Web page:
the fourth game of the first set had already finished when i started watching. it was 2-2 on Berrer’s serve. the two players hold serve comfortably till the seventh game. it was then that Marcos held three break points but was unable to convert them. another break point for Marcos in the ninth game which he gave it away too. Berrer was playing aggressive, taking his chances, but it was Marcos’ game that had greater variety… with Marcos changing his pace, hitting different spins, his shoulders turn… in the tenth game at 4-5, Marcos was serving to stay in the set… he hold pressure well, here’s a love game… Marcos’ first love game from four in a row… yeah, momentum is very powerful when it can be your friend… in the 12th game, Marcos was serving again to stay in the set… take Berrer another love game. so, Marcos forced the set into a tie-break and held strong to clinch the set with a beautiful lob.
second set: well, all i can say is that Marcos’ variety show had Berrer seeing stars… first game was another love game for Marcos… oh, and here we come in the second game which lasted 13 minutes… Marcos squeezed through epic battle with Berrer out there… if only it were so easy, Berrer saved five break points situations in this game, but his resolve and serve was finally broken as he buckled under Marcos’ game’s depth… it was then that Marcos started living up to his ideal self…
i think the rest is history.
and because it’s unfair to hide my feelings for shyness, just want to add that i was really impressed with Marcos’ strong effective serve yesterday and, mainly, his brilliant composure at crucial moments.
I like the guy’s personality—is there any tennis fan who just can’t stand Marcos Baghdatis? (yeah, probably, now that I mention it)—but it’s his timing I miss the most. I watched Baghdatis play Novak Djokovic from the first row at the Italian Open two years ago. It was a fairly ugly match that was lost by Baghdatis, who seemed to be in a despairing mood, more than it was won by Djokovic. But from that vantage point, you could fully appreciate, get a feel for, the guy’s aptitude for hitting a tennis ball. By comparison, Djokovic’s strokes, which are viciously elegant in their own right, looked labored—the Serb didn’t connect as purely and compactly with the ball. Baghdatis’ shots had a different sound; there was an easy full power to them, like a well-struck drive in golf.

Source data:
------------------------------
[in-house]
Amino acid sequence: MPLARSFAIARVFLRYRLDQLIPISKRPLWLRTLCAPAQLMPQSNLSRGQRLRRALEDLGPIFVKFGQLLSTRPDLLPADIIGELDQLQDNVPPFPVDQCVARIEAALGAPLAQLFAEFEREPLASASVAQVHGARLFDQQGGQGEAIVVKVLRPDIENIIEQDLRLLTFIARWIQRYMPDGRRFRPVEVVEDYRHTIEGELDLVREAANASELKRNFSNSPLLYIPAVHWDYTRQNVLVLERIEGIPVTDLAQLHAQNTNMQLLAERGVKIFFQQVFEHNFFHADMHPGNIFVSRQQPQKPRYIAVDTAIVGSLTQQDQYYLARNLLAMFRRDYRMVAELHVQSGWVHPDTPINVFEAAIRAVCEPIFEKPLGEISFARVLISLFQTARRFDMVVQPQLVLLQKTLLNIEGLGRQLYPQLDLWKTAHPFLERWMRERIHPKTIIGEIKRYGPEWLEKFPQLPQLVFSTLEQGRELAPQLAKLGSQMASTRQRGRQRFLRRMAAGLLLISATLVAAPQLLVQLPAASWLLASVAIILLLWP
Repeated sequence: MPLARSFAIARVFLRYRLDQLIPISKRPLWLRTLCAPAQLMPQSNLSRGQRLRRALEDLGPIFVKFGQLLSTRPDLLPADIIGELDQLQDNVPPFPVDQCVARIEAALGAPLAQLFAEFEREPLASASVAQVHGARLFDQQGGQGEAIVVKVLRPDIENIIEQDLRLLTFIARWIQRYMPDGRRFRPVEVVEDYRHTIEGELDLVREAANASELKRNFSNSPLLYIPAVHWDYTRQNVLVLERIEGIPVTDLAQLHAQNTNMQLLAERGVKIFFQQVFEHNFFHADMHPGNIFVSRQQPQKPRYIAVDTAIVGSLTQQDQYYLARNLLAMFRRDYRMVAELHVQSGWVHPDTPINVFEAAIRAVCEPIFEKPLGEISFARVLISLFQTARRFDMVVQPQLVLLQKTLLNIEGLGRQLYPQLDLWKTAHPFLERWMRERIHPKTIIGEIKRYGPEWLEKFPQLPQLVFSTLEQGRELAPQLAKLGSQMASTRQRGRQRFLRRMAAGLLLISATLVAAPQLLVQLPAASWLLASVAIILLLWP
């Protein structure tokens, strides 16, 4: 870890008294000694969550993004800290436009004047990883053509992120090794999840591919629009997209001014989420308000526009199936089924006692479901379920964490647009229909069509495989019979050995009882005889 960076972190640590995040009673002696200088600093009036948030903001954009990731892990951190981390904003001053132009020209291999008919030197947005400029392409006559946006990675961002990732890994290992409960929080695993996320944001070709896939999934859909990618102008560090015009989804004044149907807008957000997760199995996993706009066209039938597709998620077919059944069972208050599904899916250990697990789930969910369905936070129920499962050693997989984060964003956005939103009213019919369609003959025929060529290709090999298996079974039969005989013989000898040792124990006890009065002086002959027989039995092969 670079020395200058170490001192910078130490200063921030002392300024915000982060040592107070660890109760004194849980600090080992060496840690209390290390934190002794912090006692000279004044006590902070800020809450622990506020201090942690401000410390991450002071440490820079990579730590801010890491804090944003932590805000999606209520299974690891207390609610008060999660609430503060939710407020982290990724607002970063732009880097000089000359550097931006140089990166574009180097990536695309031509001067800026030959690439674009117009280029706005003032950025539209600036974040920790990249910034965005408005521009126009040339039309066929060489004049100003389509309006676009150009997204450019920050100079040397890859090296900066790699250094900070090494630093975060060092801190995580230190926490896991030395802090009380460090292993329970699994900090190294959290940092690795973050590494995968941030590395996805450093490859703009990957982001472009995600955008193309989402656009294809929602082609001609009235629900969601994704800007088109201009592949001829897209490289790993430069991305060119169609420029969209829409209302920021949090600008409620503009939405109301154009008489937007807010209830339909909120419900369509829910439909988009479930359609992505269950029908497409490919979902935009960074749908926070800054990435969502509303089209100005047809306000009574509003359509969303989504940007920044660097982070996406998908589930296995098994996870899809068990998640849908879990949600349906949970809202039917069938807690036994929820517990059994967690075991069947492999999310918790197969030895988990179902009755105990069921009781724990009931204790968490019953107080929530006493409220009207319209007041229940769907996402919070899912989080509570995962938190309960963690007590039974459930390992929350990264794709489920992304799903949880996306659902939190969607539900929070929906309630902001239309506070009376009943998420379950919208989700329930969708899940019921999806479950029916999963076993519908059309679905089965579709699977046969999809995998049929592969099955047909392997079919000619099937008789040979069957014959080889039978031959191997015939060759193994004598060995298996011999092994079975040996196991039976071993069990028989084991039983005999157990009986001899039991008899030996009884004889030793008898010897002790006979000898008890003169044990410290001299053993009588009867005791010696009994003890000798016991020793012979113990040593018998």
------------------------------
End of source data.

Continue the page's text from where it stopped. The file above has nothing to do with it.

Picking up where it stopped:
Of course, Baghdatis lost the match. That was in part because he wasn’t as determined or confident a competitor as Djokovic was in those days, back when the Serb was still talking about becoming No. 1. But it was also because Baghdatis didn’t have the variety of shot of his opponent. I’m not just talking about using slice or taking pace off the ball; I’m talking about basic things like trajectory. Baghdatis does one thing so well—hit low line drives—that he rarely tries to do anything else. That can work against him. If his opponent likes pace, he’s going to get plenty of it from Baghdatis. If his opponent finds a groove, Baghdatis is going to have to outhit him, rather than give him different looks. And when his shots clear the net, especially on his backhand side, they clear it by inches and nothing more.
that defeat in Rome three years ago marked the end of Marcos’ era as a serious grand slam contender.
Marcos just lost to Djokovic after a fight that lasted 3 hours. Final score 6-7 6-3 6-4 for Djokovic. I can't believe Marcos could miss so many breakpoints....must have a bitter taste in his mouth now.
Determined Djokovic Through To Second Consecutive Final
Dubai, UAE by Press Release | 26.02.2010
Defending Champion Novak Djokovic rose to the occasion in front of a lively capacity crowd at the Dubai Tennis Stadium on Friday, taking an energy-sapping two hours 55-minutes to overcome charismatic Cypriot Marcos Baghdatis 6-7 6-3 6-4 and advance to Saturday’s final.